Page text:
Tax Rates in Nigeria and Recent Changes

Tax Rates in Nigeria and Recent Changes

Tax Rates in Nigeria

Stay informed about personal income tax, corporate income tax, and Value Added Tax (VAT) rates to optimize your tax planning and ensure compliance with the latest regulations from the Federal Inland Revenue Service (FIRS). You also need to stay ahead in the dynamic tax rates in Nigeria to foster sustainable growth and contribute to the nation’s economic development.

Tax Rates in Nigeria
Tax Rates in Nigeria

As we know, taxation plays a crucial role in any nation’s economic development and stability, and Nigeria is no exception. As a populous African nation with a dynamic economy, Nigeria relies on various taxes to fund public services and foster sustainable growth. This article provides a comprehensive analysis of the tax rates in Nigeria, including recent changes and their implications for businesses operating in the country. Here is a comprehensive list of the different tax rates in Nigeria.

Personal Income Tax

Personal income tax is one of the primary sources of revenue for the Nigerian government, and individuals who earn a living in Nigeria are taxable on their income. The personal income tax rates are progressive, meaning they increased with higher income levels. Personal income tax rates in Nigeria are as follows:

Annual IncomeTax Rate
₦30,000 and ₦300,0007%
₦300,001 and ₦600,00011%
₦600,001 and ₦1,100,00015%
₦1,100,001 and ₦1,600,00019%
₦1,600,001 and ₦3,200,00021%
Above ₦3,200,00024%
Personal Income Tax Rate in Nigeria

Corporate Income Tax

Corporate income tax is levied on the profits of companies operating in Nigeria. Companies are categorized into large, small, and medium scale for taxation purposes. Currently, the standard corporate income tax rate for large companies is 30%. The tax rate for small and medium-sized enterprises is 0%, while the tax rate for medium scale enterprises is 20%.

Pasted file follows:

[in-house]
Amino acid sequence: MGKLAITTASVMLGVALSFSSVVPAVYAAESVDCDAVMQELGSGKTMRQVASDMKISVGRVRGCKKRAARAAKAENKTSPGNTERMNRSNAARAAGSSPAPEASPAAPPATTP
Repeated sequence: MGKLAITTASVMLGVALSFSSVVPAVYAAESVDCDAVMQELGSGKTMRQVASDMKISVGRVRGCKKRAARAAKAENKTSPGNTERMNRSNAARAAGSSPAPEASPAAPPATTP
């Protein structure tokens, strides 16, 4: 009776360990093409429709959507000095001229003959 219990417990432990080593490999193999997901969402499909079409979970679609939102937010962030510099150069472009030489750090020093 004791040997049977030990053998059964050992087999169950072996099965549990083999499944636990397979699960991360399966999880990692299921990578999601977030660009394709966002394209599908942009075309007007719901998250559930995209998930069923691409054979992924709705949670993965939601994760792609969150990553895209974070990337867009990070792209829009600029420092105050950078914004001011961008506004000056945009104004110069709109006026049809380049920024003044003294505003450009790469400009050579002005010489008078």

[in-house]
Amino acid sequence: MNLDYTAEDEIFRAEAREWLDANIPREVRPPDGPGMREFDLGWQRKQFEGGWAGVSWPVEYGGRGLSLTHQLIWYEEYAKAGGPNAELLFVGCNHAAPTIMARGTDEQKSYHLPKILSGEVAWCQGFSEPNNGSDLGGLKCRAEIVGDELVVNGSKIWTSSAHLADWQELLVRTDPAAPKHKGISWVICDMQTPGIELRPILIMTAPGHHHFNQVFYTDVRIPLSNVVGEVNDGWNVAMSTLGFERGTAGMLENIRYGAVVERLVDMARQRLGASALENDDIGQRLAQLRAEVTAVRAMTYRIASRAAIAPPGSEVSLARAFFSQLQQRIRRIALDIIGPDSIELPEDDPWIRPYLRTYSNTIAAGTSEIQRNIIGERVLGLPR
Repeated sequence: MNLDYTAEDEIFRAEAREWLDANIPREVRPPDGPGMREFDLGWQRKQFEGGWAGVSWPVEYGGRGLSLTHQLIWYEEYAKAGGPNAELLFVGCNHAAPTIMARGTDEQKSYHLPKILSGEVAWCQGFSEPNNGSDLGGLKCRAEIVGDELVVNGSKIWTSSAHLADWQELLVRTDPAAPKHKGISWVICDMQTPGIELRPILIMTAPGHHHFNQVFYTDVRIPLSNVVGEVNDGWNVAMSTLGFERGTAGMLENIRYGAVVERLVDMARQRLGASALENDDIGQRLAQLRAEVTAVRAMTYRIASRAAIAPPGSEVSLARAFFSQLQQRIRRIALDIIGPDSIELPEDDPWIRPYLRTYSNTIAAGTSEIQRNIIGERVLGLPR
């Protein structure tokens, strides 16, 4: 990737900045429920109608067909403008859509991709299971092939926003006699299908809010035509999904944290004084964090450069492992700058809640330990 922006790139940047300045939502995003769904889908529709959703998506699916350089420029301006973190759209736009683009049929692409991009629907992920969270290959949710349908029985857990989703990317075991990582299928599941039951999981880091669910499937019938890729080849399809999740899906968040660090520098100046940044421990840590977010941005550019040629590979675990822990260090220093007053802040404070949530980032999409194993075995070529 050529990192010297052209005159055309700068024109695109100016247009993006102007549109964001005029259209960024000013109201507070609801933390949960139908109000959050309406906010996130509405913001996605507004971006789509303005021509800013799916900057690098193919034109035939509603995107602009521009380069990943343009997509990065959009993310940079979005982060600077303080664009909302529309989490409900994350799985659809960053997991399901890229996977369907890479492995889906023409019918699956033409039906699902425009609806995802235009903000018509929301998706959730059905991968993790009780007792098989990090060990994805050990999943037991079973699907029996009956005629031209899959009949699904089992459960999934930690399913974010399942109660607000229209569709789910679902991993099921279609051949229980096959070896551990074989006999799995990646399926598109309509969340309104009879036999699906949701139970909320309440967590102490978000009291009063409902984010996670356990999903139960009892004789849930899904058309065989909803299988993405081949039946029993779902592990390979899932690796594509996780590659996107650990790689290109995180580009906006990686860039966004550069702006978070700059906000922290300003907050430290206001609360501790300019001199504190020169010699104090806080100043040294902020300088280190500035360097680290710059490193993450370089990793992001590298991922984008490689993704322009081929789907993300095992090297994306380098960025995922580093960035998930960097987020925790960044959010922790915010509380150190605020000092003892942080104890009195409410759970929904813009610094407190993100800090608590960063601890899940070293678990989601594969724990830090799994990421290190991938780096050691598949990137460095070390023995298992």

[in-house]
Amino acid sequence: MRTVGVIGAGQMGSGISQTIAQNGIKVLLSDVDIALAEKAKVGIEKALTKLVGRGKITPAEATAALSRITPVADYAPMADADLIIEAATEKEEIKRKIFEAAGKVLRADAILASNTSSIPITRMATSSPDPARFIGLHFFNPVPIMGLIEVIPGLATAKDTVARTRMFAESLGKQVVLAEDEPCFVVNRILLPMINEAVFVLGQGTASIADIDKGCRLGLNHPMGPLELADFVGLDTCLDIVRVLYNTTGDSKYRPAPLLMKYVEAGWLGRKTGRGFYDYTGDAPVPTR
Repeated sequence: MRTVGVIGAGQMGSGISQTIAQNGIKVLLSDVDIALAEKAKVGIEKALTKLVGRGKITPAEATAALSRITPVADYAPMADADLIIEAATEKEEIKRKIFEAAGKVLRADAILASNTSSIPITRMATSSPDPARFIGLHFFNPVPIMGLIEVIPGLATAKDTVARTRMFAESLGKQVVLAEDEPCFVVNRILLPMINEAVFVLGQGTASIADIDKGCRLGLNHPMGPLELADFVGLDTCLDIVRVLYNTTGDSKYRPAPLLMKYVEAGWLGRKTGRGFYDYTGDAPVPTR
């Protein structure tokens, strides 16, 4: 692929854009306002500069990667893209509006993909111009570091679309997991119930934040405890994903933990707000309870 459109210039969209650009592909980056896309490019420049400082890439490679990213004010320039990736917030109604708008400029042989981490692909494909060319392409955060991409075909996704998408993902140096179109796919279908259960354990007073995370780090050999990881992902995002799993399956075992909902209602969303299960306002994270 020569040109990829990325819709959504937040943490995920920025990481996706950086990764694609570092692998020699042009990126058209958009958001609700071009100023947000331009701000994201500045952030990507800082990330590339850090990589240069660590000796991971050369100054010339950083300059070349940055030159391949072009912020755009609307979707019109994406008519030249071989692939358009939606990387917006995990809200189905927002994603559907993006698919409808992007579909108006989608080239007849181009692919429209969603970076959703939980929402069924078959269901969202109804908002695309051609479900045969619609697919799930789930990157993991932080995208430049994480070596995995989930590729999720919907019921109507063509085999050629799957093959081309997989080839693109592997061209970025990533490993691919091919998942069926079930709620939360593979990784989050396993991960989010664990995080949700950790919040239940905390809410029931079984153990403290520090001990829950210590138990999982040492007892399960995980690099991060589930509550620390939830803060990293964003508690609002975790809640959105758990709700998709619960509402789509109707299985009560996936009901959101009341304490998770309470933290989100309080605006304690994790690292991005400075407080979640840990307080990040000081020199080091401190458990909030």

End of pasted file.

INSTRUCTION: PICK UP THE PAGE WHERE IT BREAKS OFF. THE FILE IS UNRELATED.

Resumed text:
How can I determine what category my company falls under?

  • If your annual turnover is greater than ₦100 million, you fall into the category of a large company
  • If your annual turnover is greater than ₦25 million but less than ₦100 million naira, you fall into the category of a medium scale business.
  • If your annual turnover is less than ₦25 million, you fall into the category of a small company.

For petroleum companies, their corporate income tax is the petroleum profit tax (PPT). The PPT rates are as follows:

  • 50% for petroleum operations under production sharing contracts (PSC) with the Nigerian National Petroleum Corporation (NNPC).
  • 65.75% for non-PSC operations, including joint ventures (JVs), during the first five years, provided the company has not fully amortized all pre-production capitalized expenditure.
  • 85% for non-PSC operations after the initial five years.
  • 30% for upstream gas profits.

Value Added Tax (VAT)

VAT is a consumption tax applied to the supply of goods and services in Nigeria. The VAT rate used to be 5% but was revised to 7.5% in 2021. You can refer back to our article on VAT for a more detailed explanation on this tax.

Withholding Tax (WHT) 

Withholding Tax (WHT) is another significant aspect of taxation in Nigeria. It is a tax deducted at the source by a payer when making payments to a recipient for specific types of income. The withheld amount is remitted to the tax authorities on behalf of the recipient. Withholding tax rates in Nigeria can vary depending on the type of income being paid and the status of the recipient. Here are some common WHT rates:

  • WHT on Interest: The standard WHT rate on interest paid to individuals is 10%, while it is 15% for interest paid to companies.
  • WHT on Dividends: WHT on dividends distributed by Nigerian companies to individuals is 10%, while it is 10% for dividends paid to companies.